One disadvantage of this procedure is that no new deposition of particles is possible during the burn-off. Even after regeneration, soot cannot accumulate immediately; due to its thermal inertia, the sensor needs a certain time for the exhaust gas to bring the sensor element to its working temperature. Since no soot may accumulate during regeneration and the subsequent cooling phase of the sensor, the sensor is insensitive to any soot concentration present during these phases. Therefore, a measuring phase that is as long as possible is desirable. At the same time, the measured value must be large enough to enable early and meaningful determination of the particle concentration.
The sensor according to the exemplary embodiment and/or exemplary method of the present invention for determining the concentration of particles in gases, in particular of soot particles, has the advantage that the sensitivity of measurement is improved. In particular, the deposition rate of particles at constant particle concentration and thus the measured values also increase.
At the same time, the measuring phase is increased compared to the regeneration phase. Thus, using simple means, the sensor may be kept in the measuring phase for a longer time before the sensor signal shows saturation phenomena.
In a first exemplary embodiment according to
As explained previously, the soot concentration in a gas may ultimately be determined from the measured values. The two measuring electrodes 10, 15 are configured according to the exemplary embodiment and/or exemplary method of the present invention in such a way that by applying a voltage between measuring electrodes 10, 15 an asymmetric electric field is formed on measuring area 12. A symmetric electric field is characterized in that the field has a constant direction and intensity all over the field. Such a field is formed, for example, by the interdigital comb electrodes known from the related art. The individual finger electrodes are typically implemented by unstructured, linear track conductors, which are all parallel to one another. This results in a constant electric field between the finger electrodes.
A conductive path is first produced in the area of sides 30, 35 situated close to one another. Since the distance between measuring electrodes 10, 15 is very narrow at this point, a relatively slight particle deposition is sufficient for forming a conductive path and triggering a measuring signal. The sensitivity of sensor 1 is thus increased. As further particles deposit, conductive paths are also formed between sides 30, 35 of measuring electrodes 10, 15, which are farther apart. Due to the percolation characteristics of the deposited soot, whenever an additional conductive path is completed, a stronger increase in conductivity of the entire measuring area 12 takes place, which may be determined via measuring electrodes 10, 15. A stronger signal increase is thus achieved over a longer time period than would be possible in the case of measuring electrodes arranged in parallel. After short-circuiting measuring electrodes 10, 15 along all sides 30, 35, further deposits additionally keep increasing the conductivity continuously, i.e., measurement is also possible during this phase. Since the special configuration and arrangement of measuring electrodes 10, 15 allows a larger measuring area 12 to be formed for particle deposition, higher currents may also be achieved before they reach the saturation range compared to previously known interdigital measuring electrodes. The sensor signal is thus strengthened.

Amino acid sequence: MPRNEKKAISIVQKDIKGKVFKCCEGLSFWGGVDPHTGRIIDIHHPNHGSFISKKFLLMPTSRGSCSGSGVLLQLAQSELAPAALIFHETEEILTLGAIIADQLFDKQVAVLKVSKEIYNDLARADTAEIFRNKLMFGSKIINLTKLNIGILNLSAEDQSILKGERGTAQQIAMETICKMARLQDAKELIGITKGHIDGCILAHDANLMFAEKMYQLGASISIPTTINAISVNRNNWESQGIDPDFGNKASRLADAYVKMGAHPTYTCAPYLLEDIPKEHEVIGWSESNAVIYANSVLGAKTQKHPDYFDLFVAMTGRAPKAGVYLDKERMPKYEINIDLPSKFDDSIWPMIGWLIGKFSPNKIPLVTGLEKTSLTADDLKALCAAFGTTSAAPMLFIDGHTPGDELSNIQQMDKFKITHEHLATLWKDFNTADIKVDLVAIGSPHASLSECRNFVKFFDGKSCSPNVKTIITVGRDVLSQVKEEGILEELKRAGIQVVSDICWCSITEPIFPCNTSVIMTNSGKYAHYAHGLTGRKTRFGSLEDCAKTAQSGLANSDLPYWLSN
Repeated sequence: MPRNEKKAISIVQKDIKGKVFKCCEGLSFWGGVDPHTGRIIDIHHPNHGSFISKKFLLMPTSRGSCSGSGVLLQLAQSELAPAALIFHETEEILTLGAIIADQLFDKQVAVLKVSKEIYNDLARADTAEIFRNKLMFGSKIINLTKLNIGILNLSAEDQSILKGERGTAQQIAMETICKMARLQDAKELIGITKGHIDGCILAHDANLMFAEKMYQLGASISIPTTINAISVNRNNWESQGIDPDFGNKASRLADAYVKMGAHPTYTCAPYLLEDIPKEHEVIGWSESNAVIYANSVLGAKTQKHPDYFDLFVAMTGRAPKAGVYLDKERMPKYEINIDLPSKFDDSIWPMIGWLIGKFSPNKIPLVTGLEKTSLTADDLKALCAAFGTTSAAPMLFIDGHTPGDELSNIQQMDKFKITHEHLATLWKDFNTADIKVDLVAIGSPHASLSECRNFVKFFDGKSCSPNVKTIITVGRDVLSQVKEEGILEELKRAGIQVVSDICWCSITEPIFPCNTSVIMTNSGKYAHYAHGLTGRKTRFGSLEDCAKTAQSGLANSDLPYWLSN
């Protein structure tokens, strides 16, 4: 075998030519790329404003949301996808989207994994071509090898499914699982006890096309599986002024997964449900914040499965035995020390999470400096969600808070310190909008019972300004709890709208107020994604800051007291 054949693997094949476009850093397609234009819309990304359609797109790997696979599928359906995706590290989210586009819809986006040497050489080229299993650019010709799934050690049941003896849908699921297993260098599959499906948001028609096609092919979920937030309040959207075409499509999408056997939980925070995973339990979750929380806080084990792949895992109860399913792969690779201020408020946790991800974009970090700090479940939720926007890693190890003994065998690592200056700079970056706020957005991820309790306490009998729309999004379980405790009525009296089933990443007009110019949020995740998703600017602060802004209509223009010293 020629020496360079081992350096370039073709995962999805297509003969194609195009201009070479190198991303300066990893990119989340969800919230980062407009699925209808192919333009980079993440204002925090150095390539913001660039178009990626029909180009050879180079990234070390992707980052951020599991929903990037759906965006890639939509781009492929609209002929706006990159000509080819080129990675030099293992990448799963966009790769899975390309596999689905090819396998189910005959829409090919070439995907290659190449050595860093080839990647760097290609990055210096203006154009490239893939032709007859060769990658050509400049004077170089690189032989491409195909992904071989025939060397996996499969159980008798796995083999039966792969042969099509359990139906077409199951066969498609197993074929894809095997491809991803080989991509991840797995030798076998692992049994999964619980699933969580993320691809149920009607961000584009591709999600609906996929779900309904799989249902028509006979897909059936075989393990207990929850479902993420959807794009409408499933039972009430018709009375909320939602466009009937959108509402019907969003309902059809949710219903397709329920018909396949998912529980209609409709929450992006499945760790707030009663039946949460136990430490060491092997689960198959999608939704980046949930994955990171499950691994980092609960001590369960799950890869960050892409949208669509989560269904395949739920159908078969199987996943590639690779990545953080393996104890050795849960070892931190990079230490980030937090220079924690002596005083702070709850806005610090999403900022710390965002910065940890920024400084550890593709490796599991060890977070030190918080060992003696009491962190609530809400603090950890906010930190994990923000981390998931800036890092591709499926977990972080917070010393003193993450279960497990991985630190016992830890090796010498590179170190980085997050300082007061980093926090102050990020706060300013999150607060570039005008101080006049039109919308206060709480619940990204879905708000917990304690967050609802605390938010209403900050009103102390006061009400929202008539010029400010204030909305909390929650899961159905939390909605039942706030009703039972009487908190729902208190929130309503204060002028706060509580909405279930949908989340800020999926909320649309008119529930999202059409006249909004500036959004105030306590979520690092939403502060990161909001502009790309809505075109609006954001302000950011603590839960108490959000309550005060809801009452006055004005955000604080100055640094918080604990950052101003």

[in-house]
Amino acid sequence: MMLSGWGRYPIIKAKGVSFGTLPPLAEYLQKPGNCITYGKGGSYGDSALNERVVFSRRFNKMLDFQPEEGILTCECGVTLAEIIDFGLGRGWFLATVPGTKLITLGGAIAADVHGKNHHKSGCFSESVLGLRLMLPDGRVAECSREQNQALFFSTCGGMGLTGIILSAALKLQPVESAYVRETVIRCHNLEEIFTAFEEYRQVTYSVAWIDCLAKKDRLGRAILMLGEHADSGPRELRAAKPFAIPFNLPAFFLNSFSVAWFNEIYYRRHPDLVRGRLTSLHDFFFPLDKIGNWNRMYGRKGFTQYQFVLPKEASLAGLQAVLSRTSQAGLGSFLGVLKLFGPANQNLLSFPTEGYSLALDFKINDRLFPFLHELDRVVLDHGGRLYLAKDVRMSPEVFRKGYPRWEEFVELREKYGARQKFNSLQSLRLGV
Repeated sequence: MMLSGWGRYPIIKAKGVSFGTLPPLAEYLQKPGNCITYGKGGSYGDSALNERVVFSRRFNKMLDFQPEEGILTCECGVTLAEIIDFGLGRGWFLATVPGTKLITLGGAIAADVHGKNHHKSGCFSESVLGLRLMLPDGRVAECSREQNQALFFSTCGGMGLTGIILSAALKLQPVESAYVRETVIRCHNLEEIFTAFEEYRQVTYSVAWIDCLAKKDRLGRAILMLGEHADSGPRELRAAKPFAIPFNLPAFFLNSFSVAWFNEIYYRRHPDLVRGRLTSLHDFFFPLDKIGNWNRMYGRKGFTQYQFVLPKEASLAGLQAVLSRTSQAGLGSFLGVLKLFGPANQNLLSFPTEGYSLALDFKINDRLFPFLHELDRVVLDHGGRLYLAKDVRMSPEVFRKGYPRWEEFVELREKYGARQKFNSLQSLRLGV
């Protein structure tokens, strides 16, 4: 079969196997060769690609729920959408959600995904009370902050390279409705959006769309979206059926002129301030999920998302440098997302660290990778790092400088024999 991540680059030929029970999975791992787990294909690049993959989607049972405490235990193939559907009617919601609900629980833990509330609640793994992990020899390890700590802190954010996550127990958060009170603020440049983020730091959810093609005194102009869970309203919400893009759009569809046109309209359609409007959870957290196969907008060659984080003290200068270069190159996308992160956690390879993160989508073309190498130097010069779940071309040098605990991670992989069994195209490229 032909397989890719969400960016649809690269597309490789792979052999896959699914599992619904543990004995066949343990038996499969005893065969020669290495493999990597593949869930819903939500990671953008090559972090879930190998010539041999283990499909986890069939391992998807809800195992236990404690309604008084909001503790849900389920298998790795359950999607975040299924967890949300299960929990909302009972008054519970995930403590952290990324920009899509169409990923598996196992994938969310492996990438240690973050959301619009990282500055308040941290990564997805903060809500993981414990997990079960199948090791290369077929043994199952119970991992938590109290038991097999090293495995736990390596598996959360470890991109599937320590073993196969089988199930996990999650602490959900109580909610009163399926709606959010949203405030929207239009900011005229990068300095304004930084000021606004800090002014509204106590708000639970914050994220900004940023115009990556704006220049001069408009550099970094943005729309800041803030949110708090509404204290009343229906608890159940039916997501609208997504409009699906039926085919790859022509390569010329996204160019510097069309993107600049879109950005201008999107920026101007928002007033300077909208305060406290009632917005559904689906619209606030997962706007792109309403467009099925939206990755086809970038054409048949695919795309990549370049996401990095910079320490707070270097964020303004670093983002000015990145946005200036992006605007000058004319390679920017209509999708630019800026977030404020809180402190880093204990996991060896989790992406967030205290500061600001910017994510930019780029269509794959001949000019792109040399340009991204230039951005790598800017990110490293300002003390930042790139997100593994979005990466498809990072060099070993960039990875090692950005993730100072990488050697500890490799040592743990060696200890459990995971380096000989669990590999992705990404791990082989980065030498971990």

A varying distance between the finger electrodes may also be achieved in a conventional interdigital comb structure by modifying its shape. As
All exemplary embodiments described so far have constantly smooth, unstructured sides of measuring electrodes 10, 15 or of individual finger electrodes 40. Alternatively (
Summarizing, measuring electrodes 10, 15 are configured in all embodiments in such a way that by applying a voltage between measuring electrodes 10, 15 an asymmetric electric field is formed on measuring area 12. The asymmetric electric field is an electric field that is non-homogeneous in space. The special design of the field distribution makes targeted particle deposition control in space possible. In particular, the formation of conductive paths in preferred areas may be controlled. Path growth over time may also be steered in a desired direction. If necessary, more than two measuring electrodes 10, 15 may be provided for this purpose, for example, at least one central electrode (not shown in the figures) may be additionally provided between first and second measuring electrodes 10, 15. The geometric shape of and the potential applied to all electrodes is to be adapted to the desired field distribution.